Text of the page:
Mental health services offered in the Heartland

Mental health services offered in the Heartland
A mother and her daughter walk into the Community Counseling Center Friday.
Suicide rates rose across the U.S. from 1999 to 2016. (Source: CDC)
Suicide rates rose across the U.S. from 1999 to 2016. (Source: CDC)

(KFVS) - This week, two high-profile celebrities, chef Anthony Bourdain and fashion designer Kate Spade, have taken their own lives.

That's reportedly led to an uptick in calls to suicide prevention hotlines, but local counselors say access to mental health programs and services in the Heartland is also essential.

According to new statistics from the Center for Disease Control, suicide rates have been steadily climbing in most states from 1999 to 2016. Missouri is up 36.4% percent, Illinois 22.8%, Kentucky 36.6%, Arkansas 36.8% and Tennessee 24.2%. since 1999.

Victoria Dormeyer, the director of outpatient and emergency services at Community Counseling Center, believes there is always room to grow local mental health programs and said the federal and state government has increased spending in certain areas and have cut funding in others.

"In just my eight years here we have grown tremendously with the various programs and services we provide to individuals," Dormeyer said. "However on the inpatient side there has been an increasing number in psychiatric units that have been closed, so that decreases the amount of bed spaces that we have access to provide to clients when that is an intervention that they need."

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Debra Walker, the acting deputy director of the Missouri Department of Mental Health, said a state facility in Farmington that has 168 of the beds is at full capacity.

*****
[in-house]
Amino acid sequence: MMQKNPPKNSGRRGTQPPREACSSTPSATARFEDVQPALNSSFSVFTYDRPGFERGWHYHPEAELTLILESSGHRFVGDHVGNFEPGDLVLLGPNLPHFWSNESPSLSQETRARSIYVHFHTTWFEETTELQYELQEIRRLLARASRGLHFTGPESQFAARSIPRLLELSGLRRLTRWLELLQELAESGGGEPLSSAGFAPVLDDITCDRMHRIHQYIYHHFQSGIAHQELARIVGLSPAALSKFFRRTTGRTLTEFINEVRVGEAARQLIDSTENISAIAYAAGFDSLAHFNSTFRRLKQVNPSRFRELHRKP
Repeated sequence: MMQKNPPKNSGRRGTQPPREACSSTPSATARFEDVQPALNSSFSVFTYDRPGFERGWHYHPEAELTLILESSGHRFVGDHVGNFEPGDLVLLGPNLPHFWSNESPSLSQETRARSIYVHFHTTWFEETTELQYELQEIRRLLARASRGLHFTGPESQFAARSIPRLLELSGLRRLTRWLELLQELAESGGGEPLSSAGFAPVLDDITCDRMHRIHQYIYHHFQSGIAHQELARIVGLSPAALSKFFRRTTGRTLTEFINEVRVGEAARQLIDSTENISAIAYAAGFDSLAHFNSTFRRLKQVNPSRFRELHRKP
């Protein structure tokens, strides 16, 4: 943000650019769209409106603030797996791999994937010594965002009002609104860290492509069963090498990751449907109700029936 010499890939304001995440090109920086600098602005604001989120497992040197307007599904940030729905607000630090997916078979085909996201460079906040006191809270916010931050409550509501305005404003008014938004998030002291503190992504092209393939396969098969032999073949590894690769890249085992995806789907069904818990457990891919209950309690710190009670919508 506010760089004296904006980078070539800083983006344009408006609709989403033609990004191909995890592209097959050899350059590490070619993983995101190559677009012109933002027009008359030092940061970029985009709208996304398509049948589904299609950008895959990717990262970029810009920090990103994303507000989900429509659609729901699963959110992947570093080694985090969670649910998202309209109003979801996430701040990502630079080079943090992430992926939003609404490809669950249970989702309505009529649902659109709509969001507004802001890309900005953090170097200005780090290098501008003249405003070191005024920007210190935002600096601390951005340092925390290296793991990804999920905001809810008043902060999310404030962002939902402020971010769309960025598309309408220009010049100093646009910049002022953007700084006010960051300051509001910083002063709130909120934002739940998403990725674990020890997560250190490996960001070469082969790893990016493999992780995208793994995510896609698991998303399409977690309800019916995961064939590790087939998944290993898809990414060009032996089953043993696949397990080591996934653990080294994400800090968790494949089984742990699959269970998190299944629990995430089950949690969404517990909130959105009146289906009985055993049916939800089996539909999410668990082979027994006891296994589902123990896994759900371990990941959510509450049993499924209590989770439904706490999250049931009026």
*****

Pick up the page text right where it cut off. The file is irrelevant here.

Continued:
"The majority of our beds are designated for forensic patients who come to us through the courts," Walker said.

Dormeyer said there is often a limited number of bed spaces at Missouri hospitals with inpatient services and finding openings can be a daily struggle.

"Some hospital processes can take hours," Dormeyer said. "We've had some cases where we've worked on twelve plus hours trying to get someone coordinated to a psychiatric hospital."

But there are ongoing efforts to expand inpatient services in the region.

Southeast Health will be opening a new $30 million mental health facility to Cape Girardeau, and Dormeyer said it will be an amazing resource.

"We will definitely have more access, right within our own community," she said. "That coordination, collaboration and partnership is definitely going to be so beneficial to streamline folks into getting the help they need instead of having to wait around to try and find bed space."

Dormeyer believes the need to improve access to mental health services will only go up as they combat the stigma against reaching out for help.

"The engagement piece into mental health services is so important because it's really difficult for somebody to walk through these doors," Dormeyer said. "Its okay to struggle and it's okay to ask for help and we are here to help you. Mental illness doesn't discriminate. Mental illness can impact anyone, regardless of your socioeconomic status, or your race, your religion, your sexual orientation."

Southeast Health is also opening a behavioral health unit in Dexter on June 12th, and the new psychiatric hospital in Cape Girardeau will likely start being built this Fall.

Both Dormeyer and Walker recommend calling the 24-7 National Suicide Prevention Lifeline for emotional support and to find resources in your area at 1-800-273-TALK (8255).

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